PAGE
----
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  • Explain the concept of radiotherapy and list typical doses for cancer therapy.

Therapeutic applications of ionizing radiation, called radiation therapy or radiotherapy    , have existed since the discovery of x-rays and nuclear radioactivity. Today, radiotherapy is used almost exclusively for cancer therapy, where it saves thousands of lives and improves the quality of life and longevity of many it cannot save. Radiotherapy may be used alone or in combination with surgery and chemotherapy (drug treatment) depending on the type of cancer and the response of the patient. A careful examination of all available data has established that radiotherapy’s beneficial effects far outweigh its long-term risks.

Medical application

The earliest uses of ionizing radiation on humans were mostly harmful, with many at the level of snake oil as seen in [link] . Radium-doped cosmetics that glowed in the dark were used around the time of World War I. As recently as the 1950s, radon mine tours were promoted as healthful and rejuvenating—those who toured were exposed but gained no benefits. Radium salts were sold as health elixirs for many years. The gruesome death of a wealthy industrialist, who became psychologically addicted to the brew, alerted the unsuspecting to the dangers of radium salt elixirs. Most abuses finally ended after the legislation in the 1950s.

The image shows an old advertisement of radium material branded as UNDARK with the tagline “Shines in the Dark.”
The properties of radiation were once touted for far more than its modern use in cancer therapy. Until 1932, radium was advertised for a variety of uses, often with tragic results. (credit: Struthious Bandersnatch.)

Radiotherapy is effective against cancer because cancer cells reproduce rapidly and, consequently, are more sensitive to radiation. The central problem in radiotherapy is to make the dose for cancer cells as high as possible while limiting the dose for normal cells. The ratio of abnormal cells killed to normal cells killed is called the therapeutic ratio    , and all radiotherapy techniques are designed to enhance this ratio. Radiation can be concentrated in cancerous tissue by a number of techniques. One of the most prevalent techniques for well-defined tumors is a geometric technique shown in [link] . A narrow beam of radiation is passed through the patient from a variety of directions with a common crossing point in the tumor. This concentrates the dose in the tumor while spreading it out over a large volume of normal tissue. The external radiation can be x-rays, 60 Co  γ rays, or ionizing-particle beams produced by accelerators. Accelerator-produced beams of neutrons, π-mesons , and heavy ions such as nitrogen nuclei have been employed, and these can be quite effective. These particles have larger QFs or RBEs and sometimes can be better localized, producing a greater therapeutic ratio. But accelerator radiotherapy is much more expensive and less frequently employed than other forms.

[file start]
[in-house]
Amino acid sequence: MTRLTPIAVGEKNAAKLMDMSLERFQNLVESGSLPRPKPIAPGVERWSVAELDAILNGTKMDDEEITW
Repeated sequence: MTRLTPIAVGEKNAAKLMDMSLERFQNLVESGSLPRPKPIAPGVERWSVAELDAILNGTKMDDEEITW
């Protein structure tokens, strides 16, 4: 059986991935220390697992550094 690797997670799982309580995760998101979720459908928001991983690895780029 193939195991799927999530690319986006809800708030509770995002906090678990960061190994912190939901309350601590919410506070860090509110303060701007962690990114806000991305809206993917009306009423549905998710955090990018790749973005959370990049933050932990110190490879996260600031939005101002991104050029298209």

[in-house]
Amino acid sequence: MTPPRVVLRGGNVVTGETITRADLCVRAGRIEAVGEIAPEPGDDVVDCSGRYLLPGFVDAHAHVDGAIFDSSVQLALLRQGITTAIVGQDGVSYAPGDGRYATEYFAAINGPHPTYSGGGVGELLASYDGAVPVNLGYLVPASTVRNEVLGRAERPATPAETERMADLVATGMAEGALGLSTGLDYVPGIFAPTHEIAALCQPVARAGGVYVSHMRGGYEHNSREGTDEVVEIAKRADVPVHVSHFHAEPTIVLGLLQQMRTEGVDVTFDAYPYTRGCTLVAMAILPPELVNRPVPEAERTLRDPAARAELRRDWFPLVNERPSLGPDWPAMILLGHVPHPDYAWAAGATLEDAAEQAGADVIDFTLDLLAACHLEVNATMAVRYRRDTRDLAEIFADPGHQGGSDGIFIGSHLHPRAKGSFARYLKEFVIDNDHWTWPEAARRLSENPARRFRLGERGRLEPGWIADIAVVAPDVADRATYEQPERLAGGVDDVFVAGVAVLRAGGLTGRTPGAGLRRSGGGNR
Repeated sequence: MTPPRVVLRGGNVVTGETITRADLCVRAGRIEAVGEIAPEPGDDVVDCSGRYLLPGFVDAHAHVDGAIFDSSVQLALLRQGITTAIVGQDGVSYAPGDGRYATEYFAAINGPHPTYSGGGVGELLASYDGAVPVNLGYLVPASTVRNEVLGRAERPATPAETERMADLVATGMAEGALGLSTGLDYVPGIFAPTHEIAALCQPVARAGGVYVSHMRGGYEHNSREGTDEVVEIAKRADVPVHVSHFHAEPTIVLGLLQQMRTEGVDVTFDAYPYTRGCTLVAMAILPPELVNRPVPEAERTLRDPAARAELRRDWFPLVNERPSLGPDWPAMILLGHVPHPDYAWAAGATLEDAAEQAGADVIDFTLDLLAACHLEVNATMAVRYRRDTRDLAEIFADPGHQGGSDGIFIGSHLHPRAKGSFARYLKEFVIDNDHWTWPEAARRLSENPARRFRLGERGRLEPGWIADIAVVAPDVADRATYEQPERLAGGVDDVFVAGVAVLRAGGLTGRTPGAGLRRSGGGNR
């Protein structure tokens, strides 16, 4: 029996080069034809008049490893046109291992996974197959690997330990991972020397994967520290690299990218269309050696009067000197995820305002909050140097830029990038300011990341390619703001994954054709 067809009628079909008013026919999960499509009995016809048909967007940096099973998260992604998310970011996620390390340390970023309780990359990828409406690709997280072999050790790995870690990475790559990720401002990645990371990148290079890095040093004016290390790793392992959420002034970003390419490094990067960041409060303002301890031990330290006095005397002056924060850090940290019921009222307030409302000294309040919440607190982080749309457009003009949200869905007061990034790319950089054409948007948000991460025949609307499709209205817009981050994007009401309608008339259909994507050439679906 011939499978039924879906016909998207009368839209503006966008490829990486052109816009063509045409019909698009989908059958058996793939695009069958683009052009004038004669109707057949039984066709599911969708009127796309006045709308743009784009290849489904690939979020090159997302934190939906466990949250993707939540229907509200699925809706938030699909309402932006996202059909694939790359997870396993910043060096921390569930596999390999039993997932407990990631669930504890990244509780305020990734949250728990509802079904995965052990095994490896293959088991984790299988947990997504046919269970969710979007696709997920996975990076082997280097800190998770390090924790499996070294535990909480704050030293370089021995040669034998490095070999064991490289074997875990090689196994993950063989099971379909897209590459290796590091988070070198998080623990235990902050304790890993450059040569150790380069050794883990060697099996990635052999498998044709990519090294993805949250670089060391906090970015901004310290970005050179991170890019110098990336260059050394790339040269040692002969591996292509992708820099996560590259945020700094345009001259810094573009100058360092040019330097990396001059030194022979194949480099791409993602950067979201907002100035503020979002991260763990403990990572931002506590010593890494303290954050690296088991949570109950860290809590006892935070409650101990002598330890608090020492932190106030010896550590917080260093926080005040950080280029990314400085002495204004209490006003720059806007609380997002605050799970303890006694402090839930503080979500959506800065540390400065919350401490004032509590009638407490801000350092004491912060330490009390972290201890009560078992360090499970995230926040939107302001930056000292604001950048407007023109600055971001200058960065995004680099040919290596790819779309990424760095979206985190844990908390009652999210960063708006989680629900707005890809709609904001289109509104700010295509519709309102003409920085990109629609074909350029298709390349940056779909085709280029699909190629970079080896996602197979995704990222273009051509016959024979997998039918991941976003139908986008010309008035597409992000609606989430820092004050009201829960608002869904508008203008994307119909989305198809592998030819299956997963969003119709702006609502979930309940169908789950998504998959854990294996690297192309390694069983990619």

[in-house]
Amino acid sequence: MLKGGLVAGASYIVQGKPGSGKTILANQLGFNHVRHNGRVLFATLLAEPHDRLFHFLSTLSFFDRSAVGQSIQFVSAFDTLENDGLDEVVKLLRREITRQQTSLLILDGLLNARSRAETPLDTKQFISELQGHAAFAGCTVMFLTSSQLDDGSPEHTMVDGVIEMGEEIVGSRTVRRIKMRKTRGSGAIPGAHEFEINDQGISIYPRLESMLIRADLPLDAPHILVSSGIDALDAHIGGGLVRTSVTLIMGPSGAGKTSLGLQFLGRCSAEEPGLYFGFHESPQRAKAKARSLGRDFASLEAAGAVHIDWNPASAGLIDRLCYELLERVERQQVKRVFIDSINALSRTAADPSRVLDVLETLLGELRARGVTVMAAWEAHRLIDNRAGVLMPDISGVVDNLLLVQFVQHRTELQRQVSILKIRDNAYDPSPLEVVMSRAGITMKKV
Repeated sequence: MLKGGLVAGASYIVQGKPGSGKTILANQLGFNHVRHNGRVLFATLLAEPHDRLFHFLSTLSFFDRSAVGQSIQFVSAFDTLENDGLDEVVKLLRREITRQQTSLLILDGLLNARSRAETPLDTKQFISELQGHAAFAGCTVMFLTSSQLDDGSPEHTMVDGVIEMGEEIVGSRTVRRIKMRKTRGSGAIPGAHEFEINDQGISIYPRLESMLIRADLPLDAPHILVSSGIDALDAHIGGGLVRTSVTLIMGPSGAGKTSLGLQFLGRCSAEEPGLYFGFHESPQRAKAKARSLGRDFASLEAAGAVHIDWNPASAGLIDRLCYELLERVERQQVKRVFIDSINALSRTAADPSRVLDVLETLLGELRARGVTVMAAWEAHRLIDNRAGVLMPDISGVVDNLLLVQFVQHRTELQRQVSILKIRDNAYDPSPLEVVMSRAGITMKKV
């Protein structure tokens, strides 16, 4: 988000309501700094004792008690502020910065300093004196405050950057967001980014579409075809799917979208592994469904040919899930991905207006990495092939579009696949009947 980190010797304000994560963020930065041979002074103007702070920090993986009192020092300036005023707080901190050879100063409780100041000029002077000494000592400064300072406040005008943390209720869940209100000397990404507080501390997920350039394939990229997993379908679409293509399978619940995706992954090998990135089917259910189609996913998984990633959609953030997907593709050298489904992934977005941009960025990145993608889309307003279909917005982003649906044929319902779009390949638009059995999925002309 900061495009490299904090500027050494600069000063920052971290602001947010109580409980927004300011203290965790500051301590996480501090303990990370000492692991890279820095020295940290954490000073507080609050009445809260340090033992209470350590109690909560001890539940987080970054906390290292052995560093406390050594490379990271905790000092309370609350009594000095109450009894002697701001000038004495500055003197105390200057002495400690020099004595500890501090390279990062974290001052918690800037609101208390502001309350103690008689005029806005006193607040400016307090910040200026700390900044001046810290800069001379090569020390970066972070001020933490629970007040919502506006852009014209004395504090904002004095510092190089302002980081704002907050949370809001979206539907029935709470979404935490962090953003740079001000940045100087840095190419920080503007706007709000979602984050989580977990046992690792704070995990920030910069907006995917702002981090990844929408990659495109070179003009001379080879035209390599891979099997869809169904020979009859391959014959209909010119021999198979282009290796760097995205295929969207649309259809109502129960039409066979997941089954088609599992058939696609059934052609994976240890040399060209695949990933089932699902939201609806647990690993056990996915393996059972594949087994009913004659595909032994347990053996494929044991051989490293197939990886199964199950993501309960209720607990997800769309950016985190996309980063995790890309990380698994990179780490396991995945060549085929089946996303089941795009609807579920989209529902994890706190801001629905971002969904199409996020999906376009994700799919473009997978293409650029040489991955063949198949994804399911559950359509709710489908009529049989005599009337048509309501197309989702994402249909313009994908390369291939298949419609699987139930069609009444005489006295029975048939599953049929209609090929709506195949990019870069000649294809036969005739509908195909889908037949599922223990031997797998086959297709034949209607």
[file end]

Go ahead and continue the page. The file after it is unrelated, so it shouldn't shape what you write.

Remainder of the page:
The image shows a man lying on a flat surface. A gamma ray machine is rotated around the man.
The 60 Co source of γ -radiation is rotated around the patient so that the common crossing point is in the tumor, concentrating the dose there. This geometric technique works for well-defined tumors.